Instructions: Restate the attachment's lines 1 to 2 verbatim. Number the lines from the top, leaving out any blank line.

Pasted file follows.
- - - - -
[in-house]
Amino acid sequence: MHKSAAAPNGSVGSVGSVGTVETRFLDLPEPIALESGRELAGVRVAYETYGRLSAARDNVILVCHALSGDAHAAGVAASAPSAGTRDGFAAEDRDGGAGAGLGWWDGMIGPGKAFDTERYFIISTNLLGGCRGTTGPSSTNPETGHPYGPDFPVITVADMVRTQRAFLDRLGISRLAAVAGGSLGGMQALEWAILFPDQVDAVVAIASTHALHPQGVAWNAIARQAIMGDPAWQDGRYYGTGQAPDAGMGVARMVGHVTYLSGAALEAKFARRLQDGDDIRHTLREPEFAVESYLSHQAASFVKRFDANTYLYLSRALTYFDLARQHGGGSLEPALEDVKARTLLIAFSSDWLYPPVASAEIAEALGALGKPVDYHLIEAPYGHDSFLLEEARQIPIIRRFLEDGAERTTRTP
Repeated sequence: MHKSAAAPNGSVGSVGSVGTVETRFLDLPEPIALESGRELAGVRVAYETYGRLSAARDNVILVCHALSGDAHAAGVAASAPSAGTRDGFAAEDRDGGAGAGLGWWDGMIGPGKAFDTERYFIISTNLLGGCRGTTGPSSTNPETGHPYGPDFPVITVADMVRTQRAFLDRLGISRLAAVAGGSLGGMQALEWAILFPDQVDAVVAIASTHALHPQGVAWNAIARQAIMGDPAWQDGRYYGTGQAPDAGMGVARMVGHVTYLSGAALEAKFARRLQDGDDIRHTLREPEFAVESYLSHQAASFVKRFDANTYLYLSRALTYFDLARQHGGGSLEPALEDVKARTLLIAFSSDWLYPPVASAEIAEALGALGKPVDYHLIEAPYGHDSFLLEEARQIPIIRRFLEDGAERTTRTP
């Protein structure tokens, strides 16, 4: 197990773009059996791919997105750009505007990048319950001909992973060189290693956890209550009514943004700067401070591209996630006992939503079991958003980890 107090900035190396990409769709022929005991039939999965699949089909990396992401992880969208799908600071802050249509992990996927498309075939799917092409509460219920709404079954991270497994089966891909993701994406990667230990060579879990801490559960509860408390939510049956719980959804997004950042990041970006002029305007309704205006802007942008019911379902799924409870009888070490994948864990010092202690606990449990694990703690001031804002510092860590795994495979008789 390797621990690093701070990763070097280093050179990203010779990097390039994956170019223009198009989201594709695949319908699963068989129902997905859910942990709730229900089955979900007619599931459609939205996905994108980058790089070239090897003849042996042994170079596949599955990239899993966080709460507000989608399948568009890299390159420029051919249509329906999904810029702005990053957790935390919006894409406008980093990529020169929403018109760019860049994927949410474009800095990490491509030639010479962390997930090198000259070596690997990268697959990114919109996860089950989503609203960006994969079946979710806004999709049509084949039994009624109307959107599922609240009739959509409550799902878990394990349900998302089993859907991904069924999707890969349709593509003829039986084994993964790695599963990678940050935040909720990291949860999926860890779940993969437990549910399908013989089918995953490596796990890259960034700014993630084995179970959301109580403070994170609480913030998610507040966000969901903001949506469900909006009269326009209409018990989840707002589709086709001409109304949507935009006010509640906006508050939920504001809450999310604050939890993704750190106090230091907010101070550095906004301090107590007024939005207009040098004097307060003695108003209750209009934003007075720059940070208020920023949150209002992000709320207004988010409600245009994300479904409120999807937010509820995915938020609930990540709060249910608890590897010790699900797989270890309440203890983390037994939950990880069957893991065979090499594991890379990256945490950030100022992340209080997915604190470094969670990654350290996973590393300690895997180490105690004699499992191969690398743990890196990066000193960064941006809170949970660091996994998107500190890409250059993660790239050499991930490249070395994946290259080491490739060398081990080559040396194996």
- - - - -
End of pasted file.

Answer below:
[in-house]
Amino acid sequence: MHKSAAAPNGSVGSVGSVGTVETRFLDLPEPIALESGRELAGVRVAYETYGRLSAARDNVILVCHALSGDAHAAGVAASAPSAGTRDGFAAEDRDGGAGAGLGWWDGMIGPGKAFDTERYFIISTNLLGGCRGTTGPSSTNPETGHPYGPDFPVITVADMVRTQRAFLDRLGISRLAAVAGGSLGGMQALEWAILFPDQVDAVVAIASTHALHPQGVAWNAIARQAIMGDPAWQDGRYYGTGQAPDAGMGVARMVGHVTYLSGAALEAKFARRLQDGDDIRHTLREPEFAVESYLSHQAASFVKRFDANTYLYLSRALTYFDLARQHGGGSLEPALEDVKARTLLIAFSSDWLYPPVASAEIAEALGALGKPVDYHLIEAPYGHDSFLLEEARQIPIIRRFLEDGAERTTRTP